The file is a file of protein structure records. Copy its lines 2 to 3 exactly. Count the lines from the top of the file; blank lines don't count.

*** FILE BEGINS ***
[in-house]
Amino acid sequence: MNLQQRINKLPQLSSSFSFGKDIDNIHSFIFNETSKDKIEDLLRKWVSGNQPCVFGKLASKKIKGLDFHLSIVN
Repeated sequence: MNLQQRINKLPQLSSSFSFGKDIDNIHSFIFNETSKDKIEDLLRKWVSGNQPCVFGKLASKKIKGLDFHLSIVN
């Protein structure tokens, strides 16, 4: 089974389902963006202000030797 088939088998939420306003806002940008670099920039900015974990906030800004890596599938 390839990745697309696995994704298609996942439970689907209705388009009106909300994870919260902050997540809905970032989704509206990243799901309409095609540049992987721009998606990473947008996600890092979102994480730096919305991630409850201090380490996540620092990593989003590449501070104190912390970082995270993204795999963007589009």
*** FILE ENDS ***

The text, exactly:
Amino acid sequence: MNLQQRINKLPQLSSSFSFGKDIDNIHSFIFNETSKDKIEDLLRKWVSGNQPCVFGKLASKKIKGLDFHLSIVN
Repeated sequence: MNLQQRINKLPQLSSSFSFGKDIDNIHSFIFNETSKDKIEDLLRKWVSGNQPCVFGKLASKKIKGLDFHLSIVN